Subway East Main Street

Subway East Main Street – 40°45′34″N 73°49′49″W / 40.75944°N 73.83028°W / 40.75944; -73.83028 Coordinates: 40°45′34″N 73°49′49″W / 40.75944°N 73.83028°W / 40.75944; -73.83028

Flushing – Main Street Station (signed Main Street on tracks and columns, and Main St. – Flushing on overhead signals) is the eastern terminus of the New York City Subway’s IRT Flushing Line, located at Main Street and Roosevelt Avenue. Downtown Publicity, Questions

Subway East Main Street

7 local trains at all times and trains during peak hours are served here

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The Flushing–Main Street station was originally built as part of a bilateral agreement between the Interborough Rapid Transit Company (IRT) and the Brooklyn–Manhattan Transit Corporation (BMD). It began on January 21, 1928, and the flashing line area was fraught with problems. Despite plans to extend the line to the east of the station, no such escape took place. The station was replaced in the 1990s The MTA began construction of additional stairs at the station in 2022, including four new tracks

The station has two platforms and three tracks; East facing platform d. There are nine tracks at street level, leading to two separate fare control areas on Main Street and Lipman Plaza. The station complies with the Americans with Disabilities Act of 1990 The station is on the National Register of Historic Places In 2019, it was the busiest transit station outside of Manhattan and the 12th busiest train station in the system.

Two contracts in 1910 called for IRT and BMT lines in Brooklyn, New York, and the Bronx. Due to the lack of development at the time, Brooklyn and the Bronx did not receive many new IRT and BMT lines because the New York Public Service Commission (PSC) wanted to arrange subways in the other two areas before construction. in trouble The IRT Flushing line will be one of two charter lines in the region and will connect both Flushing and the eastern suburbs of Long Island City, Que., to Manhattan via the Steinway Canal. Built in the early 1910s, the trail ran through undivided land before Roosevelt Avenue was built.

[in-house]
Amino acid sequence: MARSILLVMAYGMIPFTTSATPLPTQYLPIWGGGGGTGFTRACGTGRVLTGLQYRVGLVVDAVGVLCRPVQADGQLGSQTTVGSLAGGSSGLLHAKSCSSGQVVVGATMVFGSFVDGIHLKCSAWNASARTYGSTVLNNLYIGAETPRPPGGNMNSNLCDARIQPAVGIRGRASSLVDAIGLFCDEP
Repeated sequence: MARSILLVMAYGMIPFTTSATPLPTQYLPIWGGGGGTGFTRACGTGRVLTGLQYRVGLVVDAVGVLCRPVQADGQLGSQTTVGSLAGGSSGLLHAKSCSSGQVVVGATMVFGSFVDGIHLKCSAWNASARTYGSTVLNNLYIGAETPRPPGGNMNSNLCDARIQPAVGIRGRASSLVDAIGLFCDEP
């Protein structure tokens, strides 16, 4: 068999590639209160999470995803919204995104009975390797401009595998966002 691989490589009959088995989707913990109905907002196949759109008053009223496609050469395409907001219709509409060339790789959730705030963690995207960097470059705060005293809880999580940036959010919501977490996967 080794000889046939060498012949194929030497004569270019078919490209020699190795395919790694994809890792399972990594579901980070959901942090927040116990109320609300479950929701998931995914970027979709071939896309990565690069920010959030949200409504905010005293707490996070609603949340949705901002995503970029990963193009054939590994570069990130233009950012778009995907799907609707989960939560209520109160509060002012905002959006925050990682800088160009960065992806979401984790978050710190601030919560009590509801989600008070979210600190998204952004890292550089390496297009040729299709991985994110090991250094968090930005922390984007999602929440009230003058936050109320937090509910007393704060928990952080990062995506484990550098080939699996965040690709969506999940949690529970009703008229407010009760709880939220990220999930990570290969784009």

When the line was planned, downtown Flushing was a quiet German-colonial area; Roosevelt Ave., once known as Amity Street, is the neighborhood’s main commercial street.

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In late 1912, Flushing community groups petitioned the Public Service Commission (PSC) to stop rather than extend the proposed Flushing subway line.

Like the subway, the El would disrupt quality of life and erode nearby property values, and the extension to Amity Street would change the existing downtown. An Amity Street property owner compared the estimated impact of the rising flashing line on Amity Street to the destruction of Myrtle Ave in Brooklyn after its construction. On the other hand, metro road expansion should be done more than the same LGD increase

On January 20, 1913, because of this concern, the Flushing Association voted that any IRT station in Flushing be built underground.

Due to arguments for upgrading the line at Flushing (see Request for line removal), the PSC has declined to make a decision on whether to build or upgrade the tunnel in the next few months.

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The PSC finally voted to bring in the Flushing Division in April 1913 However, they have decided to postpone the discussion on the matter as the metro fare has been increased till Wednesday.

In June 1913, the New York City Council voted to allow a third line to extend past 103rd Street – Corona Plaza to Flushing, possibly a second phase that would reach Bayside.

The IRS agreed to run the levy on the condition that any losses be covered by the city.

This station, along with two others at Willets Point Boulevard and 111th Street, was authorized in 1921 as part of the Flashing Line extension through 103rd Street.

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On April 21, 1923, the station and two-span bridge over Flushing Creek were constructed using the cut and cover method.

The bridge was completed in 1927 and the station opened on 21 January 1928, ten years after the line began operating.